Nature of Work and Globalization of Social Rights
Preparing Rio+20 at the Thematic Social Forum: A Historical Opportunity
China Sustainable Development Strategy Report 2011. Greening the Economic Transformation
Dialog of Chinese, European, and South American Civil Societies at Rio+20
Inventing a New World Governance Now
Proposals for a Fair and Democratic Architecture of Power
The Right to Water as a Human Right
Policy Paper on Education: Building the Future through Quality Education
Ressentiment* and the new world governance: a general analysis
What Brazil and What Amazonia Does the World Need?
The Commons and World Governance
Marrakech Process for the Protection and Promotion of All Human Rights of Migrants and Persons in Transnational Mobility
When Dreams Come True
Post-2015: Global Action for an Inclusive and Sustainable Future
The Emergence of Global Administrative Law
Seven Leverage Points for the Passage from Economy to Œconomy
Earth System Governance - The Challenge for Social Science
Political Oversight of the ICANN: A Briefing for the WSIS Summit
Giving Africa Voice within Global Governance: Oral History, Human Rights and the United Nations Human Rights Council
The International Labour Organization (ILO) has drawn up a new concept: decent work for all. Decent work has four dimensions: the nature of the work and employment in question; the ability to exercise employment rights; safety; and the capacity for employer representation and dialogue.
The concept of “work” aims to reach beyond that of a mere paid job position, to cover all occupational diversity from freelance work to the domestic work carried out by a housewife without receiving payment for her services to the family. The ambiguous definition “decent” is, in English, related to the concept of “reasonable” or “sufficient”. In this sense, decent work means work carried out in reasonable conditions and for which a sufficient benefit or advantage is received.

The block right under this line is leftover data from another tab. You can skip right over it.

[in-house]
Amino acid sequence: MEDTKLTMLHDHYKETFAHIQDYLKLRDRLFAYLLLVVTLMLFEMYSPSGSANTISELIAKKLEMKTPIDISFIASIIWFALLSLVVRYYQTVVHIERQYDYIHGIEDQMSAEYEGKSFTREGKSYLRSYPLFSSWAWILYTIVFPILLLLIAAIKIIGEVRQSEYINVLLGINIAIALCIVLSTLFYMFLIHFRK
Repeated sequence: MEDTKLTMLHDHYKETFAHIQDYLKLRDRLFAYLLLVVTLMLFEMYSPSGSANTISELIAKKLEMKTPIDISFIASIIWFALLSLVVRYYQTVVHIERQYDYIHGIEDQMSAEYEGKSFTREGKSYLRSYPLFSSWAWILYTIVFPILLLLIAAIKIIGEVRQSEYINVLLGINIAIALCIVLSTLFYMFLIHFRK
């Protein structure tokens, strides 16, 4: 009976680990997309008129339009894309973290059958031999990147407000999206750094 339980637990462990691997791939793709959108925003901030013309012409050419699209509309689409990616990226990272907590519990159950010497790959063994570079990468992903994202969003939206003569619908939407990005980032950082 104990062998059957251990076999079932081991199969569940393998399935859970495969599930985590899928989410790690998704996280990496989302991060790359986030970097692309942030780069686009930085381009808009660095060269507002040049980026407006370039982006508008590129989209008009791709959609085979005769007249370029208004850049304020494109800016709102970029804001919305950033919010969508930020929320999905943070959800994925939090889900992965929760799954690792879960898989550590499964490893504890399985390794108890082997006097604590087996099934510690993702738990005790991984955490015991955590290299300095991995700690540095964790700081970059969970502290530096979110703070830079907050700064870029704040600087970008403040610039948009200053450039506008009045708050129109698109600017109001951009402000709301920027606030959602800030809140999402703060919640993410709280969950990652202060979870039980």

The ILO conceptual effort is linked to the worldwide movement in favour of the standardisation of human rights which came after World War II and which has progressed in the definition of new categories of individual and collective rights. The areas of economics and employment have no exception to this increasing standardisation which is still a long way off from being backed up by national processes for legal classification and actual implementation. However, conceptual clarity and international standards help to distinguish what is acceptable from what is not.
The main issue is if concepts such as decent work can become operative legal elements which force employers in all countries to provide certain minimum work condition, if governments are determined to create public policies for social development and if the international community can finally understand that cooperation in development is cheaper than chasing mafia members who traffic people, capturing immigrants on the streets and at borders, or intervening in the armed conflicts which break out in different places.